I had an opportunity to teach the balance lesson that Maria, Sydney and I created for our P.E. team-teaching assignment. I modified my lesson plan to suit the need of my Grade 2 students.
First, rotating stations for different activities is eliminated. Since it was the first time for the Grade 2 class to participate in balancing activities, I had to provide detailed explanations to the students. Students were asked to participate in the activities as a class in order to spend more time on each activity and receive feedback from each other.
Secondly, from the original lesson plan, I only chose two activities for the balancing lesson. At my practicum school, one block is only for 30 minutes. Also, the gym is far away, making it time-consuming for students to get ready for gym class, go to the gym and come back to the class after the lesson. To ensure that injuries do not occur in the gym, it also requires a long time to prepare the class. Therefore, I chose to do two out of the five activities in the original lesson plan.
After the lesson, I have learned that a lesson plan is simply a guideline, and I have to be prepared to make changes if required. This is especially true of teaching a P.E. class, which requires more classroom management since students are in a larger setting. Thus, it is difficult to address all content of a lesson plan. I am glad that I tried the same lesson in the two different classes because I was able to understand the modifications of the lesson I had to make. One thing I should always remind myself as a teacher is that I have to be flexible and open-minded in modifying my lesson plan.
This week was my group’s turn to teach. We taught track and field, specifically sprinting. I think our lesson went well, my instant activity was short, fun and engaging. The class enjoyed the warm up as well. We did dynamic stretching to music and it turned into a dance party. I think these ideas really transfer to the classroom as students really enjoy doing things this way. I also felt that my discussion group for the reading summary went really well. We had a great discussion and I almost did not get through everything I needed to for the summary. I felt that the reading was really engaging for us to discuss and we were all in the same mindset for it.
Our planning was difficult. We ended up changing our lesson plan quite significantly as we had planned way to much. However it came together in the end which was great. We ended up changing our track relay the morning of. We realized that the track was bigger then we were thinking in our heads and needed to modify the game so there was not as much running involved. We wanted to make the game enjoyable for people who are not runners and we felt this modification was important for that.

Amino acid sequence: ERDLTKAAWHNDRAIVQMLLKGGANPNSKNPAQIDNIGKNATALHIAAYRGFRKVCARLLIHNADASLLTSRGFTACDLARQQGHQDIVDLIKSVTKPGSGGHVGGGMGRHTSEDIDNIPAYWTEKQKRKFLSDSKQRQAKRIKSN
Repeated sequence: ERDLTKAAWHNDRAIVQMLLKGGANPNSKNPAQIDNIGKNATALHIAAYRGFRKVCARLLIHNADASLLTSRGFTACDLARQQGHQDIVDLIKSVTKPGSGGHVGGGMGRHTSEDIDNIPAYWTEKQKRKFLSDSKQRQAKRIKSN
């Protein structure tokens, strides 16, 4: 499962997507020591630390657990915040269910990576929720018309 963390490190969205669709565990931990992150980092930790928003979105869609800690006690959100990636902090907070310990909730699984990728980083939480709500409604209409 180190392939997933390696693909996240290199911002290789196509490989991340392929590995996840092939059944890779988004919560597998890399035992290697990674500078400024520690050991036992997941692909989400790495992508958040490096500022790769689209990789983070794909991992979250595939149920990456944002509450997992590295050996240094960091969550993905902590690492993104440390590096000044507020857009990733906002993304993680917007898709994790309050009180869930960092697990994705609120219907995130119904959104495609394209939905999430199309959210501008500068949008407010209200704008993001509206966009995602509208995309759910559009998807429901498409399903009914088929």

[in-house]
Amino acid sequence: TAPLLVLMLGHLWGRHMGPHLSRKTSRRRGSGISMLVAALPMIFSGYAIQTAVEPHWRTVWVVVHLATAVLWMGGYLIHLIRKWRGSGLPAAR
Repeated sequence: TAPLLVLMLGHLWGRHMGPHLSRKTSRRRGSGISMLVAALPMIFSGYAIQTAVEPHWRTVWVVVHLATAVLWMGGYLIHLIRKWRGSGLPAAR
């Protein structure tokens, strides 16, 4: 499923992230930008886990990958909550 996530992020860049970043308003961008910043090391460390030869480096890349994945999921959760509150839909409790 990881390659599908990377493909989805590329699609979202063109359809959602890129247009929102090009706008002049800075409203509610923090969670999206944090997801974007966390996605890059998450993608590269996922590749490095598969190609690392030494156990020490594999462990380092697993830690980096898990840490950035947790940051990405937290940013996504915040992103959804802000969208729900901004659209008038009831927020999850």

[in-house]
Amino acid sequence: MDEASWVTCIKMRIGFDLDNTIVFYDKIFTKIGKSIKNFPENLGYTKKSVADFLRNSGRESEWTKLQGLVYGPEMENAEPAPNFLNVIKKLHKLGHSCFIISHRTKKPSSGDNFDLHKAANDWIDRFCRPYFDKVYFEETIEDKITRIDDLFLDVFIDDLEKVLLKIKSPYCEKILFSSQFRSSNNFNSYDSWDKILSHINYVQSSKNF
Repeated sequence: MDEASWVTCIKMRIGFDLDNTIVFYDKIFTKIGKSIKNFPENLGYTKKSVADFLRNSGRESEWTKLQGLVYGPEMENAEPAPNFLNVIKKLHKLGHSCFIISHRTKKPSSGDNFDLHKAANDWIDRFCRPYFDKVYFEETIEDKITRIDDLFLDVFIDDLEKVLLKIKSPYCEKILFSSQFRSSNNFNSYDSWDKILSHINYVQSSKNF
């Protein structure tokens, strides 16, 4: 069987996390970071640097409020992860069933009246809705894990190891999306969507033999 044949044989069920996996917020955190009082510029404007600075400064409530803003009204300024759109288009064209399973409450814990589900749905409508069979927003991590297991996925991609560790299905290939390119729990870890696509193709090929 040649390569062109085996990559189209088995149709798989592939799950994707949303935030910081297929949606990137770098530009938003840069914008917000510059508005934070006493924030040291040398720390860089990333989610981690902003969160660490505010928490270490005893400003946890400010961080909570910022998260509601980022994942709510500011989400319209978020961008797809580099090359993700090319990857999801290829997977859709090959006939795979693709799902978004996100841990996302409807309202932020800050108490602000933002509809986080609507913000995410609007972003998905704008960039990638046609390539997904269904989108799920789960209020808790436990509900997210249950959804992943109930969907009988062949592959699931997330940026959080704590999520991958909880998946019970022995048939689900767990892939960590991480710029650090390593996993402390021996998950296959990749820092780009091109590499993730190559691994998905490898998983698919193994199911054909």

I felt the group was really engaged and I was not expecting this! I felt people were not excited when they heard what we were doing but the attitude really changed as we got into the activities. I think we managed to make running fun!
I had absolutely no idea how Wednesday’s group teach would turn out. I was quite happy at first when our group was given striking/fielding games, but after thinking about it for a while, it was actually quite difficult to put together a lesson that ensured maximum participation. There is a lot of standing around in baseball, kickball etc, so I was worried that our lesson was going to be boring. So “maximum participation” was something that we tried to keep in mind throughout the whole process. But actually, it turned out okay – having a very positive and cooperative class surely helped! And I think it was the first time that we’ve actually worked up a sweat (good thing we decided to take out the laps around the field at the last minute!).
I had never heard of “Chuck the Chicken” before it was suggested for our lesson. Frankly, I initially didn’t see the purpose of throwing and running after an ugly rubber chicken, and how that could be relevant to fielding. But it actually turned out amazingly well! It reminds me that you have to keep an open mind and be creative when engaging kids, as the main priority is to have fun and get them moving! Although, I’d still be really interested to learn who first came up with that game (and how!)…
I have to say though, I found the lesson planning part of the process quite difficult to wrap my head around… and i’m wondering if this is a similar concern for a lot of people (given the expressions in Lisa’s class today). We’ve not really had much direction on lesson planning but it is an assignment required for most classes. What templates do we use? What resources/information do we have to include? How do we base it off the curriculum? So it took a while to get going. But maybe we do just make things up as we go along and it will get easier over time. Becoming more efficient at drafting these is definitely going to be a goal of mine for this coming year.
Attached is our Lesson Plan & Rubric from Wednesday’s lesson.
Striking Fielding Lesson Plan
Striking Fielding Rubric
Hope you all had fun and worked up a good sweat!
Tobi, Emily & Gemma.